Joey Lucchesi outlasts the Giants on a stellar return to the Majors

San Francisco – This was an immediate start, maybe a bit of testing, but definitely not the kind of thing that was meant to last. Injuries and suspensions burned out four-fifths of the expected Mets turnover. The initial wave of minor league depth was already in the Majors. Forget exceptional performance. From Joey Lucchesi, the Mets just wanted innings.

In his first major league appearance since Tommy John surgery nearly two years ago, Lucchesi gave the Mets that and then some, then more. In a 7-0 win over the Giants at Oracle Park on Friday, Lucchesi pitched what was easily the best start of any Met this season, and possibly the best of his entire career: seven scoreless innings with nine strikeouts. In terms of game score — a measure of a starting pitcher’s overall effectiveness — this was Lucchesi’s most extraordinary performance (game score of 79) since becoming a senior five years ago.

“He was sick, man,” said Lucchesi. “I think this is my best outing.”

Shaken early, Lucchesi put out two of the first three batters he faced on base, then walked the lead in the second. Admit some nerves. But when Lucchese hit Heliot Ramos for a run in the second half, his confidence soared. He said to himself, “Oh, I get this,” and from that moment on, he did. Beginning with Ramos’ hit, Lucchesi retired 14 of the last 17 players he faced, scoring all nine hits over that distance.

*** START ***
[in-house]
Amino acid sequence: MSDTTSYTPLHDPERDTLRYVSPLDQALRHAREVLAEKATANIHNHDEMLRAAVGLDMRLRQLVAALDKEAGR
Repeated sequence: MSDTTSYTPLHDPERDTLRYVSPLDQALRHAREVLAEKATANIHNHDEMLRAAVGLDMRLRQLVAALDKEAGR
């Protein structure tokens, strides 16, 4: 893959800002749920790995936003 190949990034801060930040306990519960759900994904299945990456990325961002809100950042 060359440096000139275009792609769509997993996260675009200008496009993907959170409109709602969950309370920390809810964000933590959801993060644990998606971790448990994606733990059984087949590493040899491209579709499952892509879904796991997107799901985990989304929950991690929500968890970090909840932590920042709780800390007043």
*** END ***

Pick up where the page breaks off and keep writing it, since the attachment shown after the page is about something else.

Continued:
“He was carving straight up,” said Alonso, noting the “funk” and “exclusivity” of his teammate’s left-handed delivery.

“You can see his confidence build as he keeps getting through the rounds,” added manager Buck Showalter.

For Lucchesi, this start was special for three distinct reasons. First, about 50 family and friends of East Bay residents showed up, including his parents and brother. A fan of the A’s, Lucchesi grew up in Newark, California, just a half-hour drive from Oracle Park.

In years past, he asked his parents not to come to his games because their presence made him nervous. But given the location of this venue and its long absence from the Majors, Lucchesi decided to extend the rare invitation.

“I’ll tell them to come whenever they want now,” Lucchesi said with a laugh.

The second reason for Lucchesi’s joy was the significance of this performance for the Mets. Missing four of their regular starters due to three injuries and the suspension of Max Scherzer, the Mets leaned heavily on pitchers like David Peterson, Taylor Miguel and Jose Poto — all of whom were originally slated to be in the Triple-A Syracuse rotation. . They might all be in the major leagues by next week. Given this context, Showalter described Lucchesi as “someone else to ask for in a time of need.”

But that success has also been personal to Lucchesi, who has spent the past 22 months working his way back from Tommy John surgery. Before undergoing the operation in June 2021, Lucci felt he had finally carved out his place in the big leagues, counting on his increased speed to deliver solid results. The surgery changed that, as well as his mindset. While in rehab, Lucchesi worked on his diet, breathing and ammunition, and honed his cutter so he could become a true three-pitch pitcher.

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He described Tommy John’s rehabilitation as a “frustrating” experience, particularly given the lack of clarity regarding his future. When Lucchesi reported to Florida as a healthy pitcher this spring, he didn’t rank eighth on the Mets’ starting depth chart.

“Then fast forward to this outing,” said Lucchesi, who will have at least one more next week. “So many feelings. You just have to try to be patient and wait for that moment, and that moment was for me tonight.”

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